There were two bald eagles soaring over the Ohio River in Louisville, Kentucky one Saturday this past October. My wife and I saw them while we were taking a walk on a brisk, fall day. They were wheeling far overhead in a perfect azure sky. It was October 12. The eagles were not soaring over some remote part of the Ohio River—they were on the river where it passes right between the downtowns of Louisville on one side, and Jeffersonville, Indiana on the other. Below the eagles were bridges, boats, cars, buildings, parks, and lots of people out enjoying the day.
The first time I ever saw a bald eagle in the wild was also on the Ohio River. This was in the early 2000s, when my family was exploring a remote area west of Leavenworth, Indiana. Then, a few years later, when my college’s observatory was located in Otter Creek Park, on the river well south-east of Louisville, everyone at the park was thrilled to discover a nesting pair of bald eagles on the river there. The eagles were a big deal. The location of the nest was not widely discussed, for fear that it would draw enough sightseers that the eagles would be disturbed and leave. A few years after that, there were bald eagles hanging around the Farnsley-Moremen Landing, a historic home and park on the river in the south-eastern outskirts of Louisville. My family had come to visit the park, and we noticed a crowd of people with telescopes, binoculars, and cameras. The eagles seemed not to care.
When I was a kid, if Kentuckians wanted to see bald eagles, they went to some place else—like Alaska. I remember hearing one of my relatives talk about seeing bald eagles in Alaska. If you wanted to see an eagle soaring overhead in Kentucky, your best bet was the constellation Aquila. Even hawks were not common in developed areas.
Today you can be right smack in the center of Kentucky’s largest urban area and look up to see a pair of bald eagles while taking a stroll in a park. And the parks of the city are full of hawks and owls. Peregrine falcons rest on bridges over the Ohio River.
When I was young, I read that the presence or absence of “apex predators” like the bald eagle—king of the sky, the biggest, baddest thing on wings—was an indication of the health of an ecosystem. The fact that there were no eagles was a sign of bad ecological health; toxins in the environment worked their way up the food chain, and apex predators, who ate things that ate the toxins, could not survive. I have seen the eagles return over my lifetime. And I have seen the return of hawks and falcons and owls (the park near my house is full of hooting at night). And of impressively antlered bucks, standing alongside roads and bike trails and paths (or along the river in central Louisville) and watching people and cars go by. And of flocks of wild turkey. And of elk and bear in Kentucky’s more mountainous regions. None of these were to be found when I was a kid.
So I understand those in my state who might take a skeptical view toward claims that the Earth is in environmental peril. They might hear a statement like this, which came from NPR’s Rachel Martin on “Morning Edition” one day in October—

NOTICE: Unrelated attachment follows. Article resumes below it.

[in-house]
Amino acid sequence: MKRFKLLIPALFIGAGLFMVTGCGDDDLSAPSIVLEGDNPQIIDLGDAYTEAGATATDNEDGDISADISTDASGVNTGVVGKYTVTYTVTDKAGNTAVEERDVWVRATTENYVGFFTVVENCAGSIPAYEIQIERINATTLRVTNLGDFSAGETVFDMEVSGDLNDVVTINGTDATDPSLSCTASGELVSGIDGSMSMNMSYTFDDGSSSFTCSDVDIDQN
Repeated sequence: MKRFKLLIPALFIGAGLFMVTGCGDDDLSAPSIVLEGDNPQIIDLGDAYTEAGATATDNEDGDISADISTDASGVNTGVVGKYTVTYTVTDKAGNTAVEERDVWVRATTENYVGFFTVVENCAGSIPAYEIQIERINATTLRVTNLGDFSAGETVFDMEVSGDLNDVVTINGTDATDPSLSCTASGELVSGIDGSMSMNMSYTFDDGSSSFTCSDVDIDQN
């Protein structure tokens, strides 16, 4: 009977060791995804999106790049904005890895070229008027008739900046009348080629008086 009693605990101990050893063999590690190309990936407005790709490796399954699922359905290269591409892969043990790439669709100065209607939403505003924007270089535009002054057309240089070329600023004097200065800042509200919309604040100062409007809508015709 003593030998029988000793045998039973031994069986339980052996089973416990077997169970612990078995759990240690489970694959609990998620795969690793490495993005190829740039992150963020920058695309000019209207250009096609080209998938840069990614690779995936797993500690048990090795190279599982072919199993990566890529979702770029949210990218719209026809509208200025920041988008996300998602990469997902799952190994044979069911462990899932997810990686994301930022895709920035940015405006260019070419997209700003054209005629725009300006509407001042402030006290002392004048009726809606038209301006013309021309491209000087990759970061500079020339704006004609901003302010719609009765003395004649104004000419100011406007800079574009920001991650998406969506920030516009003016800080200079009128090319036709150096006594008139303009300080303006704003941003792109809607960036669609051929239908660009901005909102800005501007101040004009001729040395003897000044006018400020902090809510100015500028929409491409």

The threat from climate change is so massive, so apocalyptic, it can be hard to wrap your head around. [October 16, 2019]
—and they might say, “Really? Tell that to the eagles.” Is it unreasonable for skeptics to react with disbelief to statements like this when it seems like the environment is rapidly regaining ground, right before their eyes? Or consider this statement:
The earth, our home, is beginning to look more and more like an immense pile of filth.
That is from Pope Francis (Laudato Si, paragraph 21; also June 18, 2015 @Pontifex). Again, might not a skeptic from Kentucky legitimately scoff?—especially one who recalls that, not so long ago, what you saw when you looked up to the sky from downtown Louisville was likely to be a filthy, polluted, yellow sky, and not eagles soaring in an azure sky? ‘More and more like a pile of filth?’ Tell that to the eagles. Perhaps, our skeptic might say, the Vatican is making the same sort of mistake that it made when it opposed the Copernican theory: offering opinions on matters of science in which further information might yet come forth.
Moreover, our skeptic might say, Kentucky is not a wealthy state. Kentucky needs economic growth to improve the lives of Kentuckians—to provide jobs, education, and opportunities, and to have less people hopeless and addicted to opiates. Our skeptic might even think we have already given up too much for those soaring eagles.
But there is another story about October and soaring in Louisville, Kentucky. A week prior to that brisk fall day with the eagles soaring in the perfect sky, something else was soaring: the temperature. The first days of October saw temperatures in the upper 90s (°F) / mid-upper 30s (°C). Temperature records were shattered. Existing high temperature records were topped by 5°F / 3°C. This followed a September that itself shattered high-temperature records, and that was nearly devoid of rain. High 90s is hot in Louisville, even in July. But high 90s in late September and early October? When the days are shorter than the nights? With no rain, the grass brown, and plants wilting? Perhaps the word “apocalyptic” does come to mind. Happily, the rain came, and the temperatures fell, so that by October 12 we had a perfect, brisk fall day to see those eagles.